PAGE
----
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Erdogan’s Bid for More Power

The July 15 failed coup to oust President Recep Tayyip Erdogan raised eyebrows in the global intelligence community. It is not that military coups are an unprecedented phenomenon in Turkey, but Turkey’s national intelligence agency, the Millî İstihbarat Teşkilatı (MİT), was caught completely off guard. Nonetheless, post-coup the steadfast President Erdogan has termed the attempted coup “a gift from God” and launched intelligence reforms and actions that signify his intent to consolidate power.

Contrary to speculations over the dismissal of the MİT Chief Hakan Fidan on the grounds of inefficiency, Erdogan decided to retain him. In addition to Fidan’s retention, the structural reforms further highlighted the personality based security system preferred by Erdogan. The chief holding the rank of an undersecretary was previously assisted by four deputy undersecretaries. Now, with two departments being added- coordination and special operations- there are six undersecretaries. Notwithstanding, all these appointees are political appointees and the organization has been rightly criticized for turning the organization into AKP’s intelligence wing rather than a national security agency.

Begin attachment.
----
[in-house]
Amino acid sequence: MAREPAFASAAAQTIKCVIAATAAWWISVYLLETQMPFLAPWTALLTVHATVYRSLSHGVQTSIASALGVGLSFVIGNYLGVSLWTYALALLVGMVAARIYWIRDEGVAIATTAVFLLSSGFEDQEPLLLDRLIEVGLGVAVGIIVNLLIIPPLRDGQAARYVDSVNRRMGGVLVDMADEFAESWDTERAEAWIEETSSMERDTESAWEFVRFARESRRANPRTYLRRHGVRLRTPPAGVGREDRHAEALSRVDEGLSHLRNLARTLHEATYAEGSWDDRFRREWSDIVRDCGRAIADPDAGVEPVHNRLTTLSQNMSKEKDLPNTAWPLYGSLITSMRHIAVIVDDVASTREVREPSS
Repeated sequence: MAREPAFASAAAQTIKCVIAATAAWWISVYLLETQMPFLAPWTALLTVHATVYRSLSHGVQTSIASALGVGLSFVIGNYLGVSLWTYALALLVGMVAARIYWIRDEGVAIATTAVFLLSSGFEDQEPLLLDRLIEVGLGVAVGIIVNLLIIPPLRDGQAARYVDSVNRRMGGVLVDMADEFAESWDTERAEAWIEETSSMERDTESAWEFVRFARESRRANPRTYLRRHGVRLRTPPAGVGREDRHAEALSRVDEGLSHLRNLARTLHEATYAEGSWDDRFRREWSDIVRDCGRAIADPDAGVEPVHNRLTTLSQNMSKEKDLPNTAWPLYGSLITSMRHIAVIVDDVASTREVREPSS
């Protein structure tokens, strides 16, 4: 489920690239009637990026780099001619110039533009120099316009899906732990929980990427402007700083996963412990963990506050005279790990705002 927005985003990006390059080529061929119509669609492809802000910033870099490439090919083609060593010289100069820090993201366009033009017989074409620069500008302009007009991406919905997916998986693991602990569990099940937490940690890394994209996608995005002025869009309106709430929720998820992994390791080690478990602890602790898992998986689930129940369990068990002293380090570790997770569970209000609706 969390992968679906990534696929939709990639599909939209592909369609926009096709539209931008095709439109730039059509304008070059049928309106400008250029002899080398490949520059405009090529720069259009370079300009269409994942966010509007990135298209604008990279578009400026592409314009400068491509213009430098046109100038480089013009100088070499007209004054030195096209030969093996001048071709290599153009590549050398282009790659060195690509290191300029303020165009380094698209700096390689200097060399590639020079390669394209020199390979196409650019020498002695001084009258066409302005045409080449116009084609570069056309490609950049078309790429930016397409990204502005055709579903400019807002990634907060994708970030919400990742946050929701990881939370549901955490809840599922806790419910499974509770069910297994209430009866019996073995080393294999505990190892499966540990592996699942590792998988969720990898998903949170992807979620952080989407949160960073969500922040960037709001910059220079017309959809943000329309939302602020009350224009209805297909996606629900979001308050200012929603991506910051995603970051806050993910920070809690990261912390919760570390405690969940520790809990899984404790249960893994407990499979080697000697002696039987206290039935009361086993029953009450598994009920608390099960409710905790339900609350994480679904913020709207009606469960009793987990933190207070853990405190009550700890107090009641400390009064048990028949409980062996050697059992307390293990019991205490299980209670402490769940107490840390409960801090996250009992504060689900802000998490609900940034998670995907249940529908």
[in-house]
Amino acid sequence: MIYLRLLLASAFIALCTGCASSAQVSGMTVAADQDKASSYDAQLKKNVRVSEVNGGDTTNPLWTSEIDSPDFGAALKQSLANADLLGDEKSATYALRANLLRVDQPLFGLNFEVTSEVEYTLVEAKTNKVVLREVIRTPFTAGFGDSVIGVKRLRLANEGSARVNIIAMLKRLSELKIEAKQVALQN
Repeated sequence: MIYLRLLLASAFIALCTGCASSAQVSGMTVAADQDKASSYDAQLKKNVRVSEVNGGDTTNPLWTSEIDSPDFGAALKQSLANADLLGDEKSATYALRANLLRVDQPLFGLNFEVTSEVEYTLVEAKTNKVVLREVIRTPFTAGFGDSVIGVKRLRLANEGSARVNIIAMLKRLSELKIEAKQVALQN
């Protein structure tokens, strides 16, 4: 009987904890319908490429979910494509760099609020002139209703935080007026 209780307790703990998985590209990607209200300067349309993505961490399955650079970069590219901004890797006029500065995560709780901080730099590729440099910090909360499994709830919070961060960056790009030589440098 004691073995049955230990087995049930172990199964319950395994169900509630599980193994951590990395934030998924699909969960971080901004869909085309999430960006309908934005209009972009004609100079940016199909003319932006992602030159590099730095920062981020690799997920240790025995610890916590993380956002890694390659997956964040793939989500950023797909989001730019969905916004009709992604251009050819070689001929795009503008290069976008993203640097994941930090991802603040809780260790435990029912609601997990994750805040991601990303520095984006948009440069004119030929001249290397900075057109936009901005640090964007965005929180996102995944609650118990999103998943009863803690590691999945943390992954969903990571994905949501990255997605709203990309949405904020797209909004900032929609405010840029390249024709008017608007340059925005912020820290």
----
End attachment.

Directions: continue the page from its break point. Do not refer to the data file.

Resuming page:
Erdogan, upon taking office, had initiated an institutional cleansing program to weed out potential dissenters because historically the MİT had been the cause for coups. Wary of military personnel who had been the leaders of the previous coups, Erdogan flushed the organization of military personnel and placed his associates and loyalists in key places. This also explains his reluctance to replace Fidan even after the coup attempt. The result, however, was low manpower, overstretched roles and reduced coordination with other departments and bureaucracies. More so, investigations conducted after the coup revealed that one of the issues faced by the intelligence community was a lack of coordination- partly due to archaic technologies.

During May 2015, Turkey passed a security law that gave relentless authority to the MİT to carry on covert operations. The failed coup was the clincher moment for Erdogan to increase operations abroad. The special operations unit has begun to flex its muscles with agents spread across Europe and America targeting Gülenists wherever found. In a startling revelation made by the German authorities, over 6,000 Turkish agents and informers had swarmed Germany, a larger number “than the East German Stasi secret police.” Similar allegations were made by Austria when its counterintelligence agency noted increased activities by expatriate Turks. However, it must also be noted that the MİT’s targets are not the Gülenists alone, but also the Kurds and Alevis who are perceived to be threats to Erdogan’s autocracy.